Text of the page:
Govt, RBI on the same page for supply-side management to rein in inflation
Stock limit for wheat traders, extension of ban on onion export till March 2024, putting brakes on ethanol from sugarcane and prohibiting exports of de-oiled rice bran are amongst a slew of supply-side management measures of the government for reining in inflation, months ahead of general elections to the Lok Sabha. The Reserve Bank of India too is unwilling to reverse the high interest rate cycle, citing ''uncertainties in food prices''.
Stock limit for wheat traders, extension of ban on onion export till March 2024, putting brakes on ethanol from sugarcane, and prohibiting exports of de-oiled rice bran are amongst a slew of supply-side management measures of the government for reining in inflation, months ahead of general elections to the Lok Sabha. The Reserve Bank of India too is unwilling to reverse the high interest rate cycle, citing ''uncertainties in food prices''.
While retail inflation has dropped from its peak, it is well above the RBI target of four per cent, with the 5.56 per cent print for November 2023. What is bothering both the government and the RBI is the price rise of food items, reflected in the Consumer Food Price Index of 8.70 per cent.
While onion growers in Maharashtra stage protests against export ban and there are murmurs against export restrictions on wheat and rice, the government is left with not much of a choice but to somehow manage supply with these interventions. These measures are not restricted to exports, but also liberal imports like pulses. Close to two million tonnes of pulses were imported between April and October this year to boost supply. Despite these imports, the retail inflation for pulses and products persisted at 20.23 per cent. Likewise, export restrictions are explained by 10.27 per cent increase in CPI for cereals and products during November 2023. But for a negative 15.03 trend in prices of fats and oils, the overall retail inflation would have shot up again to the extreme discomfort of the RBI and the government which seems to be in election mode.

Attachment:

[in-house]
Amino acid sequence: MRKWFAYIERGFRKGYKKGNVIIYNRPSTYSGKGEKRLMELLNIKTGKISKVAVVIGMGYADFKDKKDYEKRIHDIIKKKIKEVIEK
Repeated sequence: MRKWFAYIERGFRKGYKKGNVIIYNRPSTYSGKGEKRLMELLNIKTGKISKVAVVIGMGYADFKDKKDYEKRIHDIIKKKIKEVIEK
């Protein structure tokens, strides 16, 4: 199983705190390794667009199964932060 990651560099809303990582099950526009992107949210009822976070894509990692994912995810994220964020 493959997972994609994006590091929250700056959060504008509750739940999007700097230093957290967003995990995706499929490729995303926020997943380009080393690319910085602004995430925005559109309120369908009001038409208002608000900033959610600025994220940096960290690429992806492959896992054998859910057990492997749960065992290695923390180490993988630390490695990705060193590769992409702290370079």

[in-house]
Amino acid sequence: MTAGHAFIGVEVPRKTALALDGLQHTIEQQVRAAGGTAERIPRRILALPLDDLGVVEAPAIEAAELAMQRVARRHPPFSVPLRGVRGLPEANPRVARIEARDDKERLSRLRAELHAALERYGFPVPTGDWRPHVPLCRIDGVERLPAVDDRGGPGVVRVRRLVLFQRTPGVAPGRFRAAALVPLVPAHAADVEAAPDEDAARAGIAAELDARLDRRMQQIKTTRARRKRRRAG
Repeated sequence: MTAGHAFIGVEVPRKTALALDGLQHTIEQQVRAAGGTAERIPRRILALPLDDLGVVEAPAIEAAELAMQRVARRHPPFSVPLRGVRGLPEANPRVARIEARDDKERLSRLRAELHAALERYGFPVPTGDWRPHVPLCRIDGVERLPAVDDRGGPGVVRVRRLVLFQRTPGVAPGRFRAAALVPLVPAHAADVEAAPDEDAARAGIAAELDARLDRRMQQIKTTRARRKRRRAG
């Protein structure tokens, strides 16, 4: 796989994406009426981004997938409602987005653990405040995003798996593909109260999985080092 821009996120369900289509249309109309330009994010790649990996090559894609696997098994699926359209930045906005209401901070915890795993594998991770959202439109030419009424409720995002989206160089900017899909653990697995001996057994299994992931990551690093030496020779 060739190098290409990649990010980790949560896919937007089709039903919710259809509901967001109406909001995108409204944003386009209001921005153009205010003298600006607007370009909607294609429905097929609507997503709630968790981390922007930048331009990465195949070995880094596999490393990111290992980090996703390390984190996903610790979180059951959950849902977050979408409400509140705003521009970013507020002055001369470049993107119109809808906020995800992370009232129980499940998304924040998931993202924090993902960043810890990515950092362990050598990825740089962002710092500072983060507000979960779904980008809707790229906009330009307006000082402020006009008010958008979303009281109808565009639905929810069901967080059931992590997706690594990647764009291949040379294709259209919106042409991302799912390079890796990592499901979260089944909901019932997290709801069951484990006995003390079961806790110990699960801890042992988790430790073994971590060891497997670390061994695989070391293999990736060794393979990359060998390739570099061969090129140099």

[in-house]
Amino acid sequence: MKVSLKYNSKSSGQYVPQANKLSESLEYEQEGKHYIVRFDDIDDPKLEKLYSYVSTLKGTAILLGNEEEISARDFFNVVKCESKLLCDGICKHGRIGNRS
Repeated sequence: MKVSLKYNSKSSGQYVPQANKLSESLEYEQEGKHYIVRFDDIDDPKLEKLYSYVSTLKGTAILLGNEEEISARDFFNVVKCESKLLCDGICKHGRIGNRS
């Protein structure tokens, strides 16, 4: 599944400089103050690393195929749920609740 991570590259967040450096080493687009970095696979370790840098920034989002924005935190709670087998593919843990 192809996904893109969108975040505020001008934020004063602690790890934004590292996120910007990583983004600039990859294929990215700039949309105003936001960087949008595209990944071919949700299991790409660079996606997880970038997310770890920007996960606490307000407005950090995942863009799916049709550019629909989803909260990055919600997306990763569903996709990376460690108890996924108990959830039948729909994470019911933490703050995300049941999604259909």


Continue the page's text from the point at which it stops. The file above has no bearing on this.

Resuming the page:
The good thing is both the government and the RBI know well that inflationary pressure is coming from a setback in Kharif output due to the uneven spread of the Monsoon. The RBI stated it in an unambiguous manner in the December 8 credit policy statement. ''Uncertainties in food prices along with unfavorable base effects are likely to lead to a pick-up in headline inflation in November-December. Kharif harvest arrivals and progress in rabi sowing together with El Niño weather conditions need to be monitored. Adequate buffer stocks for cereals and a sharp moderation in international food prices, along with pro-active supply side interventions by the Government may keep these food price pressures under check,'' it said.
The emphasis of the RBI monetary policy statement was on supply-side measures by the government by way of adequate buffer stocks for cereals. Well, that would continue to remain a challenge given the domestic and international output scenario. Rural Voice has carried several reports highlighting shortages of output in foodgrains. According to these reports, Kharif rice production was estimated to lower by close to four per cent at 106 million tonnes. Likewise, the projections for the Rabi crops, mainly wheat, are not too bright either because of late sowing of the crop.
Short point is: inflation despite low crude oil prices, is not going any time soon posing continuous challenges for the government. While inflation is seen to be not an election issue in a polarised polity, it does have an impact at least in select areas. So, expect more measures from the government for export restrictions while RBI may not oblige with any cut in the interest rates at least in the current financial year.
(Writer is a senior Journalist)